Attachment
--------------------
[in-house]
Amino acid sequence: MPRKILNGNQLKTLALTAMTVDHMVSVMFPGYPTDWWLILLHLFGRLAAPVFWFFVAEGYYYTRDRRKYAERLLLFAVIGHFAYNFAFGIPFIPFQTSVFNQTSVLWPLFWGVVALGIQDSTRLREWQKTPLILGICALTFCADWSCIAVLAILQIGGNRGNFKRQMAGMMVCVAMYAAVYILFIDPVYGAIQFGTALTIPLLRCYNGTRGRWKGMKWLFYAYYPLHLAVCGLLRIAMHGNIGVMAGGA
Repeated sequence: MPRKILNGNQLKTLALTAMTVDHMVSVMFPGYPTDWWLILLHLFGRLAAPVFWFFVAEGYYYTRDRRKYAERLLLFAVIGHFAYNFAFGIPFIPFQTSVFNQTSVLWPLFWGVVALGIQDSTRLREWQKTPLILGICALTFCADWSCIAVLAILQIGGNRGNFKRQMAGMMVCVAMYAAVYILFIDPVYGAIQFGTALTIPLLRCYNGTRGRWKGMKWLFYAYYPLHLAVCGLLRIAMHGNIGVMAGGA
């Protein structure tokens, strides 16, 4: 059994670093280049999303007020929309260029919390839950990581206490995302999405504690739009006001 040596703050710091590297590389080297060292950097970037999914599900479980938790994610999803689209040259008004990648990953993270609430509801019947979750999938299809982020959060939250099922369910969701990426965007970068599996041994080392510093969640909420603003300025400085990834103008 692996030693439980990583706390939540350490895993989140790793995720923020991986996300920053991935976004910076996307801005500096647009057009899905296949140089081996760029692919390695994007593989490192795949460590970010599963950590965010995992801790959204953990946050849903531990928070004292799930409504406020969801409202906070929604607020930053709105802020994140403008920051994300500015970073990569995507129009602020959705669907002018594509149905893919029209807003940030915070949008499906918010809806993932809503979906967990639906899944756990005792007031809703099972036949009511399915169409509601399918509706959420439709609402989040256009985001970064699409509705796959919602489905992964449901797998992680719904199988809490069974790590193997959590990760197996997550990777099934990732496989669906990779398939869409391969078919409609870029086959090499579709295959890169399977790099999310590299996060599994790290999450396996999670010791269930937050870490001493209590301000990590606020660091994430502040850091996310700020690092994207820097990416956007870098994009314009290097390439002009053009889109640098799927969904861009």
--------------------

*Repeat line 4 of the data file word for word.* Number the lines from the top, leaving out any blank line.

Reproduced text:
């Protein structure tokens, strides 16, 4: 059994670093280049999303007020929309260029919390839950990581206490995302999405504690739009006001 040596703050710091590297590389080297060292950097970037999914599900479980938790994610999803689209040259008004990648990953993270609430509801019947979750999938299809982020959060939250099922369910969701990426965007970068599996041994080392510093969640909420603003300025400085990834103008 692996030693439980990583706390939540350490895993989140790793995720923020991986996300920053991935976004910076996307801005500096647009057009899905296949140089081996760029692919390695994007593989490192795949460590970010599963950590965010995992801790959204953990946050849903531990928070004292799930409504406020969801409202906070929604607020930053709105802020994140403008920051994300500015970073990569995507129009602020959705669907002018594509149905893919029209807003940030915070949008499906918010809806993932809503979906967990639906899944756990005792007031809703099972036949009511399915169409509601399918509706959420439709609402989040256009985001970064699409509705796959919602489905992964449901797998992680719904199988809490069974790590193997959590990760197996997550990777099934990732496989669906990779398939869409391969078919409609870029086959090499579709295959890169399977790099999310590299996060599994790290999450396996999670010791269930937050870490001493209590301000990590606020660091994430502040850091996310700020690092994207820097990416956007870098994009314009290097390439002009053009889109640098799927969904861009």